We agree with Appellant that the City Ordinance under which he was convicted, Sections 2906.1 of Title 51, as it applies to sign painters, is unconstitutional. Further, we find Section 201.0 as it applies to sign painters is unconstitutional; and Section 2901.5, insofar as it requires a license for sign painters in addition to a permit is unconstitutional.

    Section 2906.1: "License. No person, firm, or corporation shall be issued a permit or engage or offer to engage in, by advertisement or otherwise, a business as a sign contractor until such person, firm or corporation has secured a license and has paid an annual fee of One Hundred Fifty Dollars ($150.00) therefor, has provided evidence of insurance and has posted the bond as required herein."
    Section 201.0: "... Sign Contractor: Any person, firm or corporation engaged in the business of manufacturing, assembling, transporting, installing, erecting, repairing, painting, altering, servicing, or removing signs as herein defined, and maintaining permanent business address or telephone."
    Section 2901.5: "Permits Required. No sign shall be erected, altered or relocated without a permit issued by the code official, except as otherwise provided herein. Where electrical permits are required, they shall be obtained at the same time as the sign permit. No permit required for any sign work shall be issued, and no sign for which such permit is required shall be erected unless the person, firm or corporation erecting the same shall have paid the current license fee as herein provided and shall have executed and delivered a bond and insurance as herein provided... ."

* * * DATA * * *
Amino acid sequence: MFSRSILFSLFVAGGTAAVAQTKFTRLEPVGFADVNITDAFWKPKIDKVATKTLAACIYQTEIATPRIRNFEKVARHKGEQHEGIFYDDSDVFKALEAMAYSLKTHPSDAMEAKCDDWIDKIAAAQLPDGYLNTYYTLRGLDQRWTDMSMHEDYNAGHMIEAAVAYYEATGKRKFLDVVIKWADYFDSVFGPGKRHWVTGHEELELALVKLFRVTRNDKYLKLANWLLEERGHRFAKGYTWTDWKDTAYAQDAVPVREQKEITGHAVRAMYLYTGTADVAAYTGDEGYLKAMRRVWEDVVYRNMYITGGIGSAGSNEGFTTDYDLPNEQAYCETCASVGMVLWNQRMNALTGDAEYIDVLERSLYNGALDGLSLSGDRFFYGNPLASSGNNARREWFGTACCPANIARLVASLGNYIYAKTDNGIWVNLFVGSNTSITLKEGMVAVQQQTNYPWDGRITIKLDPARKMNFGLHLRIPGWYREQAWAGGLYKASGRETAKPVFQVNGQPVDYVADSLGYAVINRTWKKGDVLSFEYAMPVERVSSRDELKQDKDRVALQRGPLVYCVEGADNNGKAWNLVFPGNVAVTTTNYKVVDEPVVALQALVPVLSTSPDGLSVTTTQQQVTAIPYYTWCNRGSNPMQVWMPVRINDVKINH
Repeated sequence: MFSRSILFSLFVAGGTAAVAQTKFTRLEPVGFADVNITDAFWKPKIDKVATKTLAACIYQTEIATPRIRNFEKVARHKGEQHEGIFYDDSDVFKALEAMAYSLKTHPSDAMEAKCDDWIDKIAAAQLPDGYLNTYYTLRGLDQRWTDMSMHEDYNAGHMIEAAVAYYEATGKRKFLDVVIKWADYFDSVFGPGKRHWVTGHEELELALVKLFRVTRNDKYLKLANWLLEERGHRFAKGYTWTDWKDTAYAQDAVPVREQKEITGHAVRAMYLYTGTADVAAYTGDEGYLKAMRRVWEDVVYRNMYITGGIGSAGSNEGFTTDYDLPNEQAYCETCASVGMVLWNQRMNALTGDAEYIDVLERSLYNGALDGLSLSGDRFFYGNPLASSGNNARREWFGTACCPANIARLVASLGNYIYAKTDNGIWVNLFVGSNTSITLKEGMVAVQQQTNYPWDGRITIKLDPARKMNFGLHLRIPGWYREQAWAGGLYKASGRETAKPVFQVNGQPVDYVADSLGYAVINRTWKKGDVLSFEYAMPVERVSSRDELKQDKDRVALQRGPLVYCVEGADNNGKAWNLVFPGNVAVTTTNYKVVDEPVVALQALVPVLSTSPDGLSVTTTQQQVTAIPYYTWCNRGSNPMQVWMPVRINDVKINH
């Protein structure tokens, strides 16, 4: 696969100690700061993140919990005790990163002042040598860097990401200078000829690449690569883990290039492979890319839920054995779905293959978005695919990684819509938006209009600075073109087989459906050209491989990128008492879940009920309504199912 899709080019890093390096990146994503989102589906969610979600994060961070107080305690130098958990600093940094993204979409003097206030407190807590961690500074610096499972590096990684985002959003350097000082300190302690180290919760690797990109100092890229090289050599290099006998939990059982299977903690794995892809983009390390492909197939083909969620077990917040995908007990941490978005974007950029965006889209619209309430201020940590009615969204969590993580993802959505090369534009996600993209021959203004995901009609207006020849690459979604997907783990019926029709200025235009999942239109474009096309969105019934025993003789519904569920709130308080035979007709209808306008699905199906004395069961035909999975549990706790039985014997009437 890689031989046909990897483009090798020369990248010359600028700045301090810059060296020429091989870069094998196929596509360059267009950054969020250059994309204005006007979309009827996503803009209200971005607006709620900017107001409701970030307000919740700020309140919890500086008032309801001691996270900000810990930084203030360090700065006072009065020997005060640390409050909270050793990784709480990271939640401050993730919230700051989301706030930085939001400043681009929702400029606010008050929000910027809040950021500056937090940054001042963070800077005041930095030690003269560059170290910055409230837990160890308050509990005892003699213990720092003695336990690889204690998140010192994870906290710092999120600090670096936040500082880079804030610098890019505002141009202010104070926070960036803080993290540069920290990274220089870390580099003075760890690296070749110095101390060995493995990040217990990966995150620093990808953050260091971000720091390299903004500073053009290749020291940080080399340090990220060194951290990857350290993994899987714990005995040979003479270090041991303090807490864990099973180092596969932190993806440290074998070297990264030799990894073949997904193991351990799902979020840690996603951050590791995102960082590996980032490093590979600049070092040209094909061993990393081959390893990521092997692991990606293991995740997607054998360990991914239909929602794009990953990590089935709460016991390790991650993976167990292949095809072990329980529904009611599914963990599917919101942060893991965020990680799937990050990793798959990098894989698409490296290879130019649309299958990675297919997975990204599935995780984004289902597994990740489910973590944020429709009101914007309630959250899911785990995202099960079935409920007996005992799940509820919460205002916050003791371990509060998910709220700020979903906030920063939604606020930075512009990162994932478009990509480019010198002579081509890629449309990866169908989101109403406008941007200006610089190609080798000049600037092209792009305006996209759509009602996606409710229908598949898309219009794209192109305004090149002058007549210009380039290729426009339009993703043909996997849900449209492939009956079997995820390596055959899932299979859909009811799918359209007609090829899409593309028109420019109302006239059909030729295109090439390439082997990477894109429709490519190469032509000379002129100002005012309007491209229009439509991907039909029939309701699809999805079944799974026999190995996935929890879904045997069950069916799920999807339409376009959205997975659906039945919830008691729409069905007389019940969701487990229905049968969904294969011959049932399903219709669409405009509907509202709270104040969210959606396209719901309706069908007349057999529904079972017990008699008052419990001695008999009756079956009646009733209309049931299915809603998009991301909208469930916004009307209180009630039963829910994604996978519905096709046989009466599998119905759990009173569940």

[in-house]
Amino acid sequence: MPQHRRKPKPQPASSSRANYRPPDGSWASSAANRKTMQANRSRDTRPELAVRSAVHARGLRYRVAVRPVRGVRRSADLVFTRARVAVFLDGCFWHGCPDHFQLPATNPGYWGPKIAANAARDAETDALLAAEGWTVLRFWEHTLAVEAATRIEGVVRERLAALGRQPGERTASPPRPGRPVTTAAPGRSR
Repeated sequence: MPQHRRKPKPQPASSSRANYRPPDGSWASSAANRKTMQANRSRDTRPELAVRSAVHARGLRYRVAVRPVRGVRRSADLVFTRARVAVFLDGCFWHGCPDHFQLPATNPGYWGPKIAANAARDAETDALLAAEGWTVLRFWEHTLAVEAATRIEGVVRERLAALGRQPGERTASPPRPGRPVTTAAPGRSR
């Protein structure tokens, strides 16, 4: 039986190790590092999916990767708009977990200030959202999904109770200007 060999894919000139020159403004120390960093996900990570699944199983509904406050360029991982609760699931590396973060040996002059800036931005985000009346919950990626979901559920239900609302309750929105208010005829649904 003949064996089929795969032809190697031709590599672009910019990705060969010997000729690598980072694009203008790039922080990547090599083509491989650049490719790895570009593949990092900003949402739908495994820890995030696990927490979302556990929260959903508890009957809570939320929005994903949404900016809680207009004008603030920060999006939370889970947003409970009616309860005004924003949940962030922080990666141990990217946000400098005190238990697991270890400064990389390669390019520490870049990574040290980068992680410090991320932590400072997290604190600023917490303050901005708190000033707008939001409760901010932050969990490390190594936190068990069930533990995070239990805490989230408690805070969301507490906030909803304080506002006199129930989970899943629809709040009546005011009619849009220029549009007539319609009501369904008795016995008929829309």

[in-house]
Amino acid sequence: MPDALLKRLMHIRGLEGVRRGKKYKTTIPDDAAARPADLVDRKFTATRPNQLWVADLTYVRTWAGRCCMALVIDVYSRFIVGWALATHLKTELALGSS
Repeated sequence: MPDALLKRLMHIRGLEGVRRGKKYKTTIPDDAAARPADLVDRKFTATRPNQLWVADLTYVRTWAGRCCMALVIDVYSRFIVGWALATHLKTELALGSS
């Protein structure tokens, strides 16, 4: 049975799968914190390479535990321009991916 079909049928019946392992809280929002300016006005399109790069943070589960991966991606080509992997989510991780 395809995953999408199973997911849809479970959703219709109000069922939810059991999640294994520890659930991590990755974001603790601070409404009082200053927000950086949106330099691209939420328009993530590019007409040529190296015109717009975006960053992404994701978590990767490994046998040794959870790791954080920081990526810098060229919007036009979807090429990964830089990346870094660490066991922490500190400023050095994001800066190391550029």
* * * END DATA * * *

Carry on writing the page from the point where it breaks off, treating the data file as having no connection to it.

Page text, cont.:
In addition to the $150.00 annual license fee, a painter of signs in the City of Tulsa is required to have a $25,000 public liability and property damage insurance policy, a $50,000 personal injury and death insurance policy, a $5,000 property damage insurance policy, and a $2,000 surety bond. See Sections 2906.2 and 2906.3 of Title 51. The requirements for a license with an annual fee and the insurance policies and surety bond are in addition to the requirement for a permit and a $25,000 removal bond. See Sections 2901.5 and 2906.2.1.

    Title 11 Ohio St. 1991, § 22-107 allows a municipality to establish license requirements as it deems appropriate in the exercise of its police power. Therefore, the City of Tulsa has the power to enact and enforce ordinances to protect the public peace, order, health, morals and safety of its inhabitants. However, to sustain encroachment on an individual's liberty, there must be an obvious and real connection between the ordinance and its purpose to protect the public welfare and this purpose can be served in no less restrictive means. See Cryan v. State, 583 P.2d 1122 (Okl.Cr. 1978).

    The City of Tulsa could not justify to this Court how the public welfare of the City of Tulsa was enhanced by requiring both a license and a permit.

    A license gives to the licensee a special privilege not accorded to others and which the licensee otherwise would not enjoy. *84 Once a power to license exists, certain acts become illegal for all who have not been licensed. See 51 Am Jur 2d § 1; 53 C.J.S. § 2(a).